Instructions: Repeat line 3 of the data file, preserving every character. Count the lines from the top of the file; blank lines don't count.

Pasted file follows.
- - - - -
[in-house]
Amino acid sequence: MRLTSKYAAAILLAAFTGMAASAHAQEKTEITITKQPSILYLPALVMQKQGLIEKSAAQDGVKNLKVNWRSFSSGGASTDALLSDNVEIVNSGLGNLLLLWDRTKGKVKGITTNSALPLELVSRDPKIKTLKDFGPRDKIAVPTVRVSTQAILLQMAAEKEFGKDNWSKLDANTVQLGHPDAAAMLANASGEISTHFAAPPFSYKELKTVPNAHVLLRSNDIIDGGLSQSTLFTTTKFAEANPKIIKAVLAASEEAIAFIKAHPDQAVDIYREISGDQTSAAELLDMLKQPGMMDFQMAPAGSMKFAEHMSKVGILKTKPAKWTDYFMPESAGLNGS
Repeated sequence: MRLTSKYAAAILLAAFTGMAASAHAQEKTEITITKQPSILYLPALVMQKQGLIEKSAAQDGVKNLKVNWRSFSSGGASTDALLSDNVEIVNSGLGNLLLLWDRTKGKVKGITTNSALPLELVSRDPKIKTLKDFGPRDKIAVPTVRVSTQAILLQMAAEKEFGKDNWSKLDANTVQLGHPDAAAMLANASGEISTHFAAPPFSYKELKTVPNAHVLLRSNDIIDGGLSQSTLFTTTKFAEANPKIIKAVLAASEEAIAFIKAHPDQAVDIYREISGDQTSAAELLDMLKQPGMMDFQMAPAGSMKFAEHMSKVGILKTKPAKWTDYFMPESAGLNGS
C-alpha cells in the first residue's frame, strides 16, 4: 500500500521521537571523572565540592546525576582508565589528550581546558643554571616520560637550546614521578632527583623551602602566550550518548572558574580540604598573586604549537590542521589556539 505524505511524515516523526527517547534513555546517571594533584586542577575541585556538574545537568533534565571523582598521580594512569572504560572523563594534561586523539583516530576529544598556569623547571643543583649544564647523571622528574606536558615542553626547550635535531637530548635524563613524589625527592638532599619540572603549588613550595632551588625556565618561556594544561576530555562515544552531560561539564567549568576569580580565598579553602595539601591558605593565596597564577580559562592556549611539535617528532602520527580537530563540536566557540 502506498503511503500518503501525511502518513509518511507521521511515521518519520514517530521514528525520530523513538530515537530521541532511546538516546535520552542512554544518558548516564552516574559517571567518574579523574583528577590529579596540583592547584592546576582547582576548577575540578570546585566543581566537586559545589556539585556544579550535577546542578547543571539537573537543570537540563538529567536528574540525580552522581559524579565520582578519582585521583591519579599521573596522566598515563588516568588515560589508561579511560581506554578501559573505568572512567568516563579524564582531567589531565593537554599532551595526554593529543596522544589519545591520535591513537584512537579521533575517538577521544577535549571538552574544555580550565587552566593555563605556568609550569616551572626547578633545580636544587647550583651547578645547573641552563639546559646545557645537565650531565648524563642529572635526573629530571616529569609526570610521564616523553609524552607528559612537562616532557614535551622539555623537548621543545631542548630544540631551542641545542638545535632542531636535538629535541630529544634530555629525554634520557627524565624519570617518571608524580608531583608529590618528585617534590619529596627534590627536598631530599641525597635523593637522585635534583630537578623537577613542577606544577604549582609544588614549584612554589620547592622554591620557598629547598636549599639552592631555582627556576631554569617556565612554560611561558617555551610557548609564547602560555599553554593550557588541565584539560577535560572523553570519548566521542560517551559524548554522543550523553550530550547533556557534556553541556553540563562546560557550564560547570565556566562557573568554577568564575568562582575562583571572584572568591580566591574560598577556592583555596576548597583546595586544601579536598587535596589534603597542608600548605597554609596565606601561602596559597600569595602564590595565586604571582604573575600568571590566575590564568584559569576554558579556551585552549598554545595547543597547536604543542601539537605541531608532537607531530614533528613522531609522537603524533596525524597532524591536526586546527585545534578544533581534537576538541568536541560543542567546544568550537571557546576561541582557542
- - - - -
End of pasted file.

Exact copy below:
Repeated sequence: MRLTSKYAAAILLAAFTGMAASAHAQEKTEITITKQPSILYLPALVMQKQGLIEKSAAQDGVKNLKVNWRSFSSGGASTDALLSDNVEIVNSGLGNLLLLWDRTKGKVKGITTNSALPLELVSRDPKIKTLKDFGPRDKIAVPTVRVSTQAILLQMAAEKEFGKDNWSKLDANTVQLGHPDAAAMLANASGEISTHFAAPPFSYKELKTVPNAHVLLRSNDIIDGGLSQSTLFTTTKFAEANPKIIKAVLAASEEAIAFIKAHPDQAVDIYREISGDQTSAAELLDMLKQPGMMDFQMAPAGSMKFAEHMSKVGILKTKPAKWTDYFMPESAGLNGS